A parking lot (or car park) is an area where cars and other vehicles are parked and left temporarily. They are usually flat. The surface is usually made of asphalt, concrete, or gravel. Some lots may be bare earth. The paving material in a parking lot can heat quickly in the sun. A parked car can get hot, too. Children, older people, and animals such as dogs and cats should not be left in a parked car. They can die in a hot car.
Lines are put on paved lots to create the outlines of parking spaces. People leave their cars in these spaces while they go shopping, go to work, or do errands. Some spaces are set aside for disabled drivers or disabled passengers. These spaces are clearly marked. A disabled driver needs a special badge or insignia issued by the government to use these spaces. Disabled spaces are usually close to the front of a lot. Drivers who are not disabled can be fined or their cars towed if they use these spaces.
Parking lots are usually near businesses, hospitals, government buildings, schools, zoos, etc. If many people go to these places, then the parking lots will be large. If not too many people go to these places, then the parking lots will be small. Small lots are usually unsupervised. Large lots are usually supervised by an attendant stationed in a small booth at the lot's entrance. He may issue a pass to a vehicle's driver that is stamped with the vehicle's arrival time. He will collect a fee from the driver when the vehicle leaves the lot.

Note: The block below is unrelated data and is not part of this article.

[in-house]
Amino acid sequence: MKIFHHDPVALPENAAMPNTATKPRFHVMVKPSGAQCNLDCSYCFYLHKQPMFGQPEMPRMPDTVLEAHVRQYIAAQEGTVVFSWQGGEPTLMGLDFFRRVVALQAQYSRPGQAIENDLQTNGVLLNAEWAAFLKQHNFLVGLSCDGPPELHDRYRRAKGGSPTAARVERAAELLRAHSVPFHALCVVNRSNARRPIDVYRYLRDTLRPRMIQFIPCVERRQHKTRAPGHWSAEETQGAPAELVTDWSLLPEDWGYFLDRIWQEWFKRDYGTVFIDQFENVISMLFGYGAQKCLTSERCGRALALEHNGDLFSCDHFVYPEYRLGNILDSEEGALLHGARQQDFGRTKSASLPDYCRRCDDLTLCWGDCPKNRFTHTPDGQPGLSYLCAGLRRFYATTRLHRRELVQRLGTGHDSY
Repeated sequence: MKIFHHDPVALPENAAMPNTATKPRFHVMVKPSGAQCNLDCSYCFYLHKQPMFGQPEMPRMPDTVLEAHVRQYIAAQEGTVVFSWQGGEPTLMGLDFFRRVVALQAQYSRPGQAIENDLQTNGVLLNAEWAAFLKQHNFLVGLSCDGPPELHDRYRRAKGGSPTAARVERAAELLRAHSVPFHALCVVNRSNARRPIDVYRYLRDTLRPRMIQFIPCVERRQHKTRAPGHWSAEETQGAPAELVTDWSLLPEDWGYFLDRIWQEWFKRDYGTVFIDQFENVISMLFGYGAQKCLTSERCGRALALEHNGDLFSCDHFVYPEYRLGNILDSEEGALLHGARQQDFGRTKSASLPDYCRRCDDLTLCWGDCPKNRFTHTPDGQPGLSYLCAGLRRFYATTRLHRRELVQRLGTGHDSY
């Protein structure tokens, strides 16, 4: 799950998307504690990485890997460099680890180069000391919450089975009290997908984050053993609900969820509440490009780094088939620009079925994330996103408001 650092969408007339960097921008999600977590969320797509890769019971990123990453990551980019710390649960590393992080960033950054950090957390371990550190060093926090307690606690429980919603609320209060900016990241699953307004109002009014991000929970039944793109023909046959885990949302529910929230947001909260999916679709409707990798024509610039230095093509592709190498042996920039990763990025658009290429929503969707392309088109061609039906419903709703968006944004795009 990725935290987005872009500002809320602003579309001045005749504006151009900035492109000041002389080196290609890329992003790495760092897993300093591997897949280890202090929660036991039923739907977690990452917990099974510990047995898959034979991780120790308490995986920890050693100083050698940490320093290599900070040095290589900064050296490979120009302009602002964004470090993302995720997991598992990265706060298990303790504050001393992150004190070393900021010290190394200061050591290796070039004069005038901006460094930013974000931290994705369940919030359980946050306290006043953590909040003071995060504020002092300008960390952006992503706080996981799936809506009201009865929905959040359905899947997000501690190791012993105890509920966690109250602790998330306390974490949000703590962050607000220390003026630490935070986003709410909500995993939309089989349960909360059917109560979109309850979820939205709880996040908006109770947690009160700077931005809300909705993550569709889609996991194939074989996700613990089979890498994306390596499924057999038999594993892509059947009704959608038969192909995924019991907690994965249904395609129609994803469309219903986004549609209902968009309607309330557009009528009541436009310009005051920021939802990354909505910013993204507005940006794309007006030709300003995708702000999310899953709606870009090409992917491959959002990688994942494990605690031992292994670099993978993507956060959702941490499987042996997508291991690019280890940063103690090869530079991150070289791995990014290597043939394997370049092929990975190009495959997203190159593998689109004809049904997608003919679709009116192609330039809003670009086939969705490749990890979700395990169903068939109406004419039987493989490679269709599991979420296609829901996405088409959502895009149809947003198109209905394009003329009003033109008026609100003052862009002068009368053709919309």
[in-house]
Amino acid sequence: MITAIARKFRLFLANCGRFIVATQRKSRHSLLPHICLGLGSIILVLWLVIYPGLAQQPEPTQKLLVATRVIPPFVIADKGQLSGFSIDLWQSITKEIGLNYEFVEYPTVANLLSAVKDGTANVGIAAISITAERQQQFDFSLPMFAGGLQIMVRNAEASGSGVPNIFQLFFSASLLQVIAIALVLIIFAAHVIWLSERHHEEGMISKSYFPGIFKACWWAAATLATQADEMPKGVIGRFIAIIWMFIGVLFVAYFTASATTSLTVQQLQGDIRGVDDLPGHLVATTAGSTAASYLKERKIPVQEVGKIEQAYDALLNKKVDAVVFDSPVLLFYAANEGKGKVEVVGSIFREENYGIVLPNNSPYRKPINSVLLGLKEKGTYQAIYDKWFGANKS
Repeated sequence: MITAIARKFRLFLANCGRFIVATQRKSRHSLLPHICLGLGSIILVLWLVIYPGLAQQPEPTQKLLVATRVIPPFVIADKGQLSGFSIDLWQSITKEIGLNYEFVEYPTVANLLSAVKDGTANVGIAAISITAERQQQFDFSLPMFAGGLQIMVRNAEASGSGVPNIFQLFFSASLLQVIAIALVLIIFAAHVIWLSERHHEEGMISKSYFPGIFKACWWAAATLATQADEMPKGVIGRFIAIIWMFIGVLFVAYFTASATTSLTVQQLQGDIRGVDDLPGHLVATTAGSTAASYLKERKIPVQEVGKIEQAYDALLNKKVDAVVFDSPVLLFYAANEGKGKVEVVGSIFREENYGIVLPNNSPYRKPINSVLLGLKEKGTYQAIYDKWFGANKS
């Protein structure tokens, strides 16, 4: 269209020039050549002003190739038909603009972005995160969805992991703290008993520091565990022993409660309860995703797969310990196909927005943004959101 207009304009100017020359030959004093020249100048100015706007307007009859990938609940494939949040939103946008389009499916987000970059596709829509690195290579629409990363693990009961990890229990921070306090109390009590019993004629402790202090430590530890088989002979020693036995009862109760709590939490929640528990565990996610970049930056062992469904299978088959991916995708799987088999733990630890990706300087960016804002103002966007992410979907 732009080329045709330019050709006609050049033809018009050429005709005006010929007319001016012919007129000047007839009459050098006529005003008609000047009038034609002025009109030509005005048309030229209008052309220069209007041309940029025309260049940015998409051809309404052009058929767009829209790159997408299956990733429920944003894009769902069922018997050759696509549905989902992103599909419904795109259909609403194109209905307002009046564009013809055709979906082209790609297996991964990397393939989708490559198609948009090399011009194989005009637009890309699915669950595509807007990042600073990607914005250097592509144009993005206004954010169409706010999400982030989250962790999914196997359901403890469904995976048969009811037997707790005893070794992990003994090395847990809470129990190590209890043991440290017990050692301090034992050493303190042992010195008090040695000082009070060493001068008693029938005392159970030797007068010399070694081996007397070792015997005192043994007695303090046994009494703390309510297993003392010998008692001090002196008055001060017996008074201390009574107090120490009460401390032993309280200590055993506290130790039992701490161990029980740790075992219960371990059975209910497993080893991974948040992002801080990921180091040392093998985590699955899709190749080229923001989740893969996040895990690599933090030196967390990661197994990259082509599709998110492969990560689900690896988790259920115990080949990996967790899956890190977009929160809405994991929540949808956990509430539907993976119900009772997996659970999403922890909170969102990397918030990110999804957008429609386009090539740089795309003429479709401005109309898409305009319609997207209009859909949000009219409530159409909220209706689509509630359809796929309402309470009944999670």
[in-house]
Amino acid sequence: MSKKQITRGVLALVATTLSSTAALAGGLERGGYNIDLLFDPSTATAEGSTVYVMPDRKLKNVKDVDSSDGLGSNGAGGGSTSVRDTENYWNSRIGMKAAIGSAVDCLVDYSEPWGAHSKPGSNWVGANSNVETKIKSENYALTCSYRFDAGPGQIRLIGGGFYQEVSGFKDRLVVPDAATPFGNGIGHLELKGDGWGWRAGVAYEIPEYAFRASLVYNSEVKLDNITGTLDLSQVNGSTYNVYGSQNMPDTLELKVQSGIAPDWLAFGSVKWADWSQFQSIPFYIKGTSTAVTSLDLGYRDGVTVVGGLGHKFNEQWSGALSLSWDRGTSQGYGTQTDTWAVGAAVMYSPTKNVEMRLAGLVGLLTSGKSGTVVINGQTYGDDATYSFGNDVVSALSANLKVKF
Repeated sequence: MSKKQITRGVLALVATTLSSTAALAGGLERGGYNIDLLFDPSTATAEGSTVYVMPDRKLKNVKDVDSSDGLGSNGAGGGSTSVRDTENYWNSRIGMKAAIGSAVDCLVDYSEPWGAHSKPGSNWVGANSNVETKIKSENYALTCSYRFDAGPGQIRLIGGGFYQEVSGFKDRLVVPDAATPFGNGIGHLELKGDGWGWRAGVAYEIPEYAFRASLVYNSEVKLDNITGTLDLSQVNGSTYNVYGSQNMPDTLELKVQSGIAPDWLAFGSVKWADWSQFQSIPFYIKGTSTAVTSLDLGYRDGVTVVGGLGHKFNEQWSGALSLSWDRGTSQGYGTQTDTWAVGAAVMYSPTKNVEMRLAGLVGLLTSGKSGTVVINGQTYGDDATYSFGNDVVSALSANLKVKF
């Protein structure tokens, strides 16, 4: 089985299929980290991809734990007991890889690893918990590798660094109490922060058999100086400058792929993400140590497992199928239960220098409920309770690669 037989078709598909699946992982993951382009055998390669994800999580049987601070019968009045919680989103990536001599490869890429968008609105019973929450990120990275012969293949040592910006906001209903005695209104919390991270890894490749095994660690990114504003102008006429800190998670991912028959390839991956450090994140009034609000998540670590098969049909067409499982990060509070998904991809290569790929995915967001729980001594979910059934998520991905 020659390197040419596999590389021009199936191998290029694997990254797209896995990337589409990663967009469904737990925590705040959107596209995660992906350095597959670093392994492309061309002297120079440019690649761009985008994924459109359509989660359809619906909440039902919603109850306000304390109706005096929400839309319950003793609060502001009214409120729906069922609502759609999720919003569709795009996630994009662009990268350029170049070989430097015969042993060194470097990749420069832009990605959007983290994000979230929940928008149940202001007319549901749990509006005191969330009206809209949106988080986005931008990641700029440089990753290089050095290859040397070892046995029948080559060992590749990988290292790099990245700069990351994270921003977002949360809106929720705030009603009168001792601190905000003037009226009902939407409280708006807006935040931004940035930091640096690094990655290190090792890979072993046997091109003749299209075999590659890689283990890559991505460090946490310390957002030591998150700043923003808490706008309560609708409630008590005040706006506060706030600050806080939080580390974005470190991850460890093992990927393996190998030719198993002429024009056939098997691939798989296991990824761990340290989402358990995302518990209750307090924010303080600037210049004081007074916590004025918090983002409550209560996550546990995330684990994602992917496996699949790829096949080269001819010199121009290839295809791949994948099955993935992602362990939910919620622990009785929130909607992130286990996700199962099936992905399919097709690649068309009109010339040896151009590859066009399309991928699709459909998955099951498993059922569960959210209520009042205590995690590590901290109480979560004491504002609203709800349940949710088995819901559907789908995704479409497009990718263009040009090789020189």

At a rural event such as a county fair, concert, auction, barn sale, corn maze, or pick-your-own strawberry patch, a parking lot may be nothing more than a large area of bare earth or a meadow that has been mowed for parking. Ropes or bales of hay may be used to mark the area for parking. An attendant may or may not be present. If present, he or she will advise a driver where to park in the lot and may or may not collect a fee.
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Parking lot Facts for Kids. Kiddle Encyclopedia.